Bangalore: Three weeks before the scheduled launch of Bangalore’s latest showpiece, the Bengaluru International Airport, several issues remain unresolved.
On Friday, the airport conducted final flight trials. Five aircraft, two carrying journalists, two Indian Air Force aircrafts and one L&T chartered aircraft flew in.
The airport is scheduled to open for business on 30 March and Bangalore International Airport Ltd or Bial, the company developing it has been conducting trails for the past three months.
Friday was the peak trial day, according to Albert Brunner, CEO of Bial. “We will know by tomorrow whether everything went smoothly or not,” he said, adding that a team from the union civil aviation ministry would analyse the results.
That is likely to be the least significant of the challenges Brunner and the airport face.
Mounting pressure from airlines, airport employees and civic groups is forcing the union civil aviation ministry to examine the options of keeping the city’s existing airport open.
And Bial now has to argue its case for a user development fee, or UDF, it proposes to charge passengers after it received a communication from the ministry to reconsider this.
A parliamentary standing committee on transport has recommended that the existing airport continue to operate and the Karnataka high court will hear, on 10 March, a petition by a city resident on the same issue. The main complaint seems to be that in the absence of good roads to the new airport, passengers might spend between two and three hours on the road to it—more than it takes to fly to Hyderabad, Chennai, even Mumbai from Bangalore.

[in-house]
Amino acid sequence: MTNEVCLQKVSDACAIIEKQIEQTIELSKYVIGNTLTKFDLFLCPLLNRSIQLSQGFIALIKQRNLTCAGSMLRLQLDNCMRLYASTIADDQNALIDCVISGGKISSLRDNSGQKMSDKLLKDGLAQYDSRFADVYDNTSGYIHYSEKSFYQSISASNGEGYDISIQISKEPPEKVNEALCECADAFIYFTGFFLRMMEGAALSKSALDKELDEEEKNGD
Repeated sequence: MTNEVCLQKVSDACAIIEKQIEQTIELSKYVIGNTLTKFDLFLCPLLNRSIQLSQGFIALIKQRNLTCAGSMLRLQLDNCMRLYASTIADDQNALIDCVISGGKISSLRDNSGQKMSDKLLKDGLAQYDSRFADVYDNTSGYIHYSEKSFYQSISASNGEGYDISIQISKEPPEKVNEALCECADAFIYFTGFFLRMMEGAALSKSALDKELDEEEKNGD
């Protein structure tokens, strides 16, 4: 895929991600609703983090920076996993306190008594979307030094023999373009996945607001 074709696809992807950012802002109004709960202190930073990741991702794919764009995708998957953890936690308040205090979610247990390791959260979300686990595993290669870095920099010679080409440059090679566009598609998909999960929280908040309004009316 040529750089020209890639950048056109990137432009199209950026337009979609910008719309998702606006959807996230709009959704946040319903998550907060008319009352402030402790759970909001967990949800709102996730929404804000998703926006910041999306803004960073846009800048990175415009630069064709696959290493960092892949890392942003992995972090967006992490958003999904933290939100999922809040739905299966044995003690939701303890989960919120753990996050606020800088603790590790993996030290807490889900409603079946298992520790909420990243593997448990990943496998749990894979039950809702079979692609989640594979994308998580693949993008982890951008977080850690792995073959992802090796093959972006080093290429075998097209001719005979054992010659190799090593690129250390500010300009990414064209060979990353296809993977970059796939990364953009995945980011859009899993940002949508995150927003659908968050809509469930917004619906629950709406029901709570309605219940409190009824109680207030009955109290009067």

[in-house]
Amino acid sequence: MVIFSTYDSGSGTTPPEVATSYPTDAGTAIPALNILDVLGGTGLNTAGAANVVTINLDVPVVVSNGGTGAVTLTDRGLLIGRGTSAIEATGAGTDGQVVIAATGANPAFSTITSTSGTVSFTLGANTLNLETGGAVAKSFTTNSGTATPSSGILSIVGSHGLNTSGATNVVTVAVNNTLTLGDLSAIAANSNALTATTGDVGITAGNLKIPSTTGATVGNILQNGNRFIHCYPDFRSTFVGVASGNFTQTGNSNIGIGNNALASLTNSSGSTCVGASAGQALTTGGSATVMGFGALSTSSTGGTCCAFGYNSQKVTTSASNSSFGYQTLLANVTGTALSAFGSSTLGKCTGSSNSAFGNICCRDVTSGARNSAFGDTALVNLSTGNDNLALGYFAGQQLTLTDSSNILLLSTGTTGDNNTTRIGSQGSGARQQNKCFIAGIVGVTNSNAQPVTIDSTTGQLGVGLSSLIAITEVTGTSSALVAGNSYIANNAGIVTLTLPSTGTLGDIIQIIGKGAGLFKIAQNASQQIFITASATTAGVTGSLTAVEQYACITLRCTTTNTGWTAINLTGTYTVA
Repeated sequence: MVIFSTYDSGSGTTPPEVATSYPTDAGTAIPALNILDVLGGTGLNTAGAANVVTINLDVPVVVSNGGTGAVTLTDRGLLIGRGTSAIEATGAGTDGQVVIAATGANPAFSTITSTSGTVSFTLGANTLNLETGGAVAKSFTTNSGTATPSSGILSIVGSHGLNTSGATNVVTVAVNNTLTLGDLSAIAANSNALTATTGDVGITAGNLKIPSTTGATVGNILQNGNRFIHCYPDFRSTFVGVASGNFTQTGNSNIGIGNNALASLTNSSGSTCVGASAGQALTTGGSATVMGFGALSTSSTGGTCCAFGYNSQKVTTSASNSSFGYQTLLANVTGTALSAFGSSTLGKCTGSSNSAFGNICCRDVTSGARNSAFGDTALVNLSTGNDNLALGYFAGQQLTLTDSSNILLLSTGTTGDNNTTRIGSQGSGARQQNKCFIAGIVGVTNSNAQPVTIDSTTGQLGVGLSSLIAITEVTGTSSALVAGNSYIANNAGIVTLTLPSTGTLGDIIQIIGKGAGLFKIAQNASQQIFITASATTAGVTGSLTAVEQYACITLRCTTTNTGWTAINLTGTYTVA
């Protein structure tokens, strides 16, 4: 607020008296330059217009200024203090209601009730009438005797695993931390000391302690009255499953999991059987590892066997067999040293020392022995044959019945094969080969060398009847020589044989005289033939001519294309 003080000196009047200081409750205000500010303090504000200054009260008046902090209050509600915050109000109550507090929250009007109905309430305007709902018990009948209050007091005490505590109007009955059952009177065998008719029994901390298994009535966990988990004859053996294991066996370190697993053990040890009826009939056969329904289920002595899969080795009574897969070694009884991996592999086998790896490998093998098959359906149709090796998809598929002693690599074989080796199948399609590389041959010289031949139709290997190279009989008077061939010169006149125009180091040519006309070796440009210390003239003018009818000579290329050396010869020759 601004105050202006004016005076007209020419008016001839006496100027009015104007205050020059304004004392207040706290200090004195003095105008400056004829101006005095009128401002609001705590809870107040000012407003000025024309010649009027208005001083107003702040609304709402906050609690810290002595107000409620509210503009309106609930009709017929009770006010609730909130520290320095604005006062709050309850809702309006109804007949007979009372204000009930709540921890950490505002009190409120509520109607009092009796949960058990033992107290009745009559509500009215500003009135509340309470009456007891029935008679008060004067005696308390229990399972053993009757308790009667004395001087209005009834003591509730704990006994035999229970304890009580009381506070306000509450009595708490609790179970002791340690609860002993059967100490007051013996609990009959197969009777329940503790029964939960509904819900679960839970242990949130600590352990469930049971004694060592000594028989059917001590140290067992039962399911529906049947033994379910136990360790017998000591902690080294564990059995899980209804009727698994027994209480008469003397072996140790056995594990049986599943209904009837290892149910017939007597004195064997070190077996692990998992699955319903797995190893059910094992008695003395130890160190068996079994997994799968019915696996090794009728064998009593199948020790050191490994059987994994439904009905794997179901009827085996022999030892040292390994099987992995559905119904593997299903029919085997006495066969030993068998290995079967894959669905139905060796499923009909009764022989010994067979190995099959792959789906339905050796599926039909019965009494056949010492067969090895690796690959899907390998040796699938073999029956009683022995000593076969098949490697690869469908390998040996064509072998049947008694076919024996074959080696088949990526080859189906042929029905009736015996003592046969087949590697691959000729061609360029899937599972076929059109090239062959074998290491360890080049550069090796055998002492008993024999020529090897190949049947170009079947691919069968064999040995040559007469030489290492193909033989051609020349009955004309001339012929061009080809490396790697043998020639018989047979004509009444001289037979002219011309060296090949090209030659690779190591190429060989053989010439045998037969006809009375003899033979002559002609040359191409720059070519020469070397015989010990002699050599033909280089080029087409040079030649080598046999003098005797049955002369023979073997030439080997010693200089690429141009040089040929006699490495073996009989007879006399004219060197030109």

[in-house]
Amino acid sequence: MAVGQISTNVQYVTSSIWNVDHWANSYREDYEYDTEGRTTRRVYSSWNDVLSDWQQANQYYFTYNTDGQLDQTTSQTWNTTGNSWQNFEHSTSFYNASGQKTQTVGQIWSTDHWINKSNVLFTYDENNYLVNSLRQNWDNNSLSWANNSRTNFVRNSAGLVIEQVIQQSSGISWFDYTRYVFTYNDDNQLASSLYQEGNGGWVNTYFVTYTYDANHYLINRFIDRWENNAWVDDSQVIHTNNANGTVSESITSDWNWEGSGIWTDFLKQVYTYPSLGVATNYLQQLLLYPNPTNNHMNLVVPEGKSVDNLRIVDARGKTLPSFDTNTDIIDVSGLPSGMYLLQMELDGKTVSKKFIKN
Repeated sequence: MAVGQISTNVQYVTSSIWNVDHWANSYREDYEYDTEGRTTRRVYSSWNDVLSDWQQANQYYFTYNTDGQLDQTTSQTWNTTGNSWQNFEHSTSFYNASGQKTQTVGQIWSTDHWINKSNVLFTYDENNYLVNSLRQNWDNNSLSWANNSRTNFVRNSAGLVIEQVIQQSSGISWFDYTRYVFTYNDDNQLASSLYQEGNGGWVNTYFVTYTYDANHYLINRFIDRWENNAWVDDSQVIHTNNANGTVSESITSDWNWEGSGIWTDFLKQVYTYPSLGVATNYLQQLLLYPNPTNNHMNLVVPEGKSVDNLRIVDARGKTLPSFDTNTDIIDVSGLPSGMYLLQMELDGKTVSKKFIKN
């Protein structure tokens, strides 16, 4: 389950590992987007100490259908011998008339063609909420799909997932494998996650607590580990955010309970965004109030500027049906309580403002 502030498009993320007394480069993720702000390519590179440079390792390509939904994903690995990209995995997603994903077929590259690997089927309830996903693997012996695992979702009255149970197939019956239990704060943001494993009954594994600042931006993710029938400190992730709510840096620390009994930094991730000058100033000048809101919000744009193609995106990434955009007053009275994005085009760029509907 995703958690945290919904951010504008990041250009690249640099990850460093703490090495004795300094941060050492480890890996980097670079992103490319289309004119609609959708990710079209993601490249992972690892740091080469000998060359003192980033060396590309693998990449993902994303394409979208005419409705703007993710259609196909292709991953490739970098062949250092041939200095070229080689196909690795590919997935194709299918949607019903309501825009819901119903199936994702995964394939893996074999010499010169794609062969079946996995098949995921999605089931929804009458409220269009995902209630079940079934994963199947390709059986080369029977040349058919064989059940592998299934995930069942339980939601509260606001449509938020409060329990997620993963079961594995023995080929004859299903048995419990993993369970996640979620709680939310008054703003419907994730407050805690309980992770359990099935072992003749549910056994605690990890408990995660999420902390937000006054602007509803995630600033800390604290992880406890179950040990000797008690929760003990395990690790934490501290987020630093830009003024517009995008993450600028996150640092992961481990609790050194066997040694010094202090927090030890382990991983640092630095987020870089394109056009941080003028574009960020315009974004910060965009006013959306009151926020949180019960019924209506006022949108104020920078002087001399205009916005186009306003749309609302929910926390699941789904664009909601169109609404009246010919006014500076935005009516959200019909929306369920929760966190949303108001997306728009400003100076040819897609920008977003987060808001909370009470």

While allowing the existing airport, owned by Hindustan Aeronautics Ltd, to function will go against the concession agreement between Bial and the government,
And Bial says that revising its UDF will hamper returns. Bial proposes to charge Rs675 for a domestic air traveller and Rs955 for a passenger on an international flight.
“We are convinced on the fact that we need to have a UDF as we need to to give the comfort to our investors that their investment is somehow secure and can be recovered,” Brunner said.
“It will be impossible for us to find investors in the future for the next expansion phase if we cannot recover the initial expense and therefore a zero UDF is a no go for us,” he added.
Bial will invest more than Rs2,500 crore in the second phase of expansion, which will include an additional runway to accommodate passenger traffic expected to grow by a third to 13 million passengers in the first year of operation. The company, a consortium of Siemens Projects Ventures, Larsen and Toubro Ltd and Unique Zurich Airport has currently invested about Rs2,530 crore in building the 4,000-acre airport over the past three years.
The airport currently has a 400m runway, which can handle about 440 aircraft movements a day when it opens, and a common terminal building for domestic and international passengers. Work on a hotel in a separate building is going on.
“I hope it (a licence to operate the airport) will be given in seven or ten days,” Brunner said.